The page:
I can’t find State’s response, although as I recall it involved the potential for a separate state solution to the vampire problem. Also, several of the organization expressed concern over the extension of social services to vampires; Social Security, military and civil service promotion and retirement, and other program would have to be substantially changed.

Altogether, it was a very professional and carefully considered set of responses to an absurd question.

In Fairness, There’s Also A Strong Consensus Against Waste, Fraud and Abuse. And For Limiting Welfare Recipients to Three Escalades A Year.

[ 0 ] December 20, 2009 |

One thing to add to the fact that foreign aid is one of the tiny number of specific areas in which cuts to government spending are actually popular is that (unless public awareness of federal spending levels has increased to implausible levels since 1995) it’s quite definitely the exception that proves the rule:

The weekend before President Clinton’s State of the Union Address, the Wall Street Journal assembled a focus group of middle-class white males to plumb the depth of their proverbial anger. These guys are mad as hell. They’re mad at welfare, they’re mad at special-interest lobbyists. “But perhaps the subject that produces the most agreement among the group,” the Journal reports, is the view that Washington should stop sending money abroad and instead zero in on the domestic front.

…a poll released last week by the Program on International Policy Attitudes at the University of Maryland which stated that 75% of Americans believes that the US spends “too much” on foreign aid, and 64% want foreign aid spending cut. Apparently a cavalier 11% of Americans think it’s fine to spend “too much” on foreign aid. Respondents were also asked, though, how big a share of the federal budget goes to foreign aid. The median answer was 15%; the average answer was 18%; the correct answer is less than 1%. A question about how much would be “too little” produced a median answer of 3%–more than three times the current level of foreign aid spending.

Does Criticism of Nauru’s Foreign Policy Constitute Slut Shaming?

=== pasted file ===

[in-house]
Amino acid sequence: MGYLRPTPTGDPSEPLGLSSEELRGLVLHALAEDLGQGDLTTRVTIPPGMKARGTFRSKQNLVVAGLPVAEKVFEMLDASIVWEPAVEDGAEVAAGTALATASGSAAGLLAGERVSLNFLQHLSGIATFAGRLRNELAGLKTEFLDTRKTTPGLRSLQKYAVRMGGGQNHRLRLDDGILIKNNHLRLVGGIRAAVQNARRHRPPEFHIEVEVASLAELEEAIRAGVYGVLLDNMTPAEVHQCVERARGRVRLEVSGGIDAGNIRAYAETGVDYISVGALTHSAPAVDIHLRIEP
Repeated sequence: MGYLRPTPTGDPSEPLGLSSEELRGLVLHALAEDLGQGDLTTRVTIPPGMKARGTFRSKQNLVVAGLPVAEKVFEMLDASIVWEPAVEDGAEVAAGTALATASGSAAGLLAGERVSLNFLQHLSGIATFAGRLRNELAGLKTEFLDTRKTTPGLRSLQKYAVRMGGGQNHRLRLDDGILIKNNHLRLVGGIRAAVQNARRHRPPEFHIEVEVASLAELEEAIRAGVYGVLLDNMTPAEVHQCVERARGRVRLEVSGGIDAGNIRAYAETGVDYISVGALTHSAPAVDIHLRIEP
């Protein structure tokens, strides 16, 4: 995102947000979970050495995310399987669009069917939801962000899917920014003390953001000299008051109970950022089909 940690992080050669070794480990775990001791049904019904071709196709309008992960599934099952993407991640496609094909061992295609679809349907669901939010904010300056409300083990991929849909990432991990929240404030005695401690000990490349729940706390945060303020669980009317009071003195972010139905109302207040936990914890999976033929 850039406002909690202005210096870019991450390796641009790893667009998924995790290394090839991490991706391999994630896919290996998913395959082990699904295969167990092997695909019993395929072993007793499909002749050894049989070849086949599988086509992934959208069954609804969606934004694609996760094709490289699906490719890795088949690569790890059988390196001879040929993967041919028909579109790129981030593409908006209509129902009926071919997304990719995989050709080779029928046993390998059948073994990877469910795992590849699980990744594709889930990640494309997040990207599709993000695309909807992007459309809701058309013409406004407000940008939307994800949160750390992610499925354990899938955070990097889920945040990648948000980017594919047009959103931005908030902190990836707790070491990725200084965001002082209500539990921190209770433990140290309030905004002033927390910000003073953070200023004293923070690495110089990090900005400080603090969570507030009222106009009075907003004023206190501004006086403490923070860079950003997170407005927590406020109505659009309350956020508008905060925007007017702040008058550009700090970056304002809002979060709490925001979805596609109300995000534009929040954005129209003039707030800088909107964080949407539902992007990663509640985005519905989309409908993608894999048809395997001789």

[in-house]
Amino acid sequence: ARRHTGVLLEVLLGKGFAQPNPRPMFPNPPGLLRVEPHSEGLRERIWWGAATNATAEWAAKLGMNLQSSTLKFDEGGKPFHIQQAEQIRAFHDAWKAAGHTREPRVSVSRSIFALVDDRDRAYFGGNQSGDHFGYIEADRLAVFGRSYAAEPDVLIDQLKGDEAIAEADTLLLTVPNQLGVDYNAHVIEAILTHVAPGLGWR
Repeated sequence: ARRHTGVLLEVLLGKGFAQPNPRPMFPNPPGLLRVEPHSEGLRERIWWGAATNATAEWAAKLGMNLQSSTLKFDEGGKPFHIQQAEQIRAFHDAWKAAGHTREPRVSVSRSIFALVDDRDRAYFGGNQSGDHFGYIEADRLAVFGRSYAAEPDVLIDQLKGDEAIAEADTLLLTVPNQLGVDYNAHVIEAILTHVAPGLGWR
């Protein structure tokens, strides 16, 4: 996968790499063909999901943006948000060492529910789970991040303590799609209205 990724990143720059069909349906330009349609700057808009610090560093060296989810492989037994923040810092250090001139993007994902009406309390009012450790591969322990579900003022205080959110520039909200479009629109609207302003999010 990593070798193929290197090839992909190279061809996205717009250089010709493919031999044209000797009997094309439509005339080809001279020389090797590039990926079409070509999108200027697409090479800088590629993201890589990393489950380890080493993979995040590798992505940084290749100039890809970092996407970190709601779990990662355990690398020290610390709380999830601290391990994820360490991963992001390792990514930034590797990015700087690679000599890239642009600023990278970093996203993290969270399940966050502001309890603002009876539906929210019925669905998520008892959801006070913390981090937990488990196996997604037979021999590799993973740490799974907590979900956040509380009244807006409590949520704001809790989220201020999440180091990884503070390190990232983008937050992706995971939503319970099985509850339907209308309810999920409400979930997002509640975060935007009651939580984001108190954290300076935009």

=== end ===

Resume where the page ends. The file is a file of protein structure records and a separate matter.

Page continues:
[ 0 ] December 15, 2009 |

Nauru has just become the first country to recognize Kosovo, South Ossetia, and Abkhazia. Unfortunately, Nauru switched its diplomatic recognition from Taiwan to the PRC in 2002, meaning that it misses out on the much coveted “golden sombrero” of breakaway recognition. It turns out that Nauru shifted back to Taiwan in 2005. My google powers are weak. Nauru has, in fact, achieved Golden Breakaway Status.

Sometimes Success Means Success

[ 0 ] December 14, 2009 |

Yglesias is more impressed than I by Pat Lang’s discussion of successful and failed counter-insurgency campaigns. In particular, I think he misconstrues the objectives of many of the major counter-insurgency campaigns of the post-war colonial period:

This theory of warfare [COIN] was developed by the colonial powers as a “cure” for the wave on “wars of national liberation” that swept through their overseas possessions after World War Two. Because of these revolts against authority most of the European powers found themselves faced with colonized populations engaged in extended attempts to obtain independence from the metropole. Such rebellions were usually based on ethnic and racial differences with the colonizers and were often led by vanguard Left parties with communist connections. That connection caused an eventual American policy commitment to the COIN struggle. That commitment sometimes occurred as a partner of the colonial power (Vietnam in the late ‘40s and ‘50s) and sometimes as a successor to the colonial power after at least partial independence had been achieved. (Vietnam after the French).

Whereas Lang describes COIN as being primarily about maintaining territorial control of colonies, the retention of territorial control was only sometimes the objective of war. The French wanted to hold Algeria, but the British in Malaya wished only to install and maintain a friendly regime. The latter model is more common, I think, to both the colonial era and today. For example, formal Vietnamese independence was established in 1950; the rest of the war, from both the French and American perspectives, was about installing friendly rulers. The Mau Mau revolt accelerated Kenyan independence, but only by convincing the British that it would be easier to manage their interests through a friendly African government than to govern the territory directly. Kenyatta, never deeply tied to the Mau Mau, embarked on a very pro-British foreign and domestic policy after independence. Lang’s argument is closer to the mark on Cyprus, but even there the insurgency was as much about the eventual balance of power between Greeks and Turks as it was about ejecting the British. The British also retained a very strong influence over Cypriot domestic institutions and foreign policy. Moreover, the pursuit of a friendly government isn’t exclusive to the colonial era. The Soviet aim in 1979 was the replacement of one faction of the Communist Party with another, not annexation; it is perhaps the only example of an invasion that was requested by both parties to the dispute.

The British succeeded in suppressing this revolt [in Malaya] but what did this successful effort gain them? It was enormously expensive and success was followed by British withdrawal from Malaya and the creation of an independent Malaysia completely dominated by the Malay ethnic adversaries of the overseas Chinese.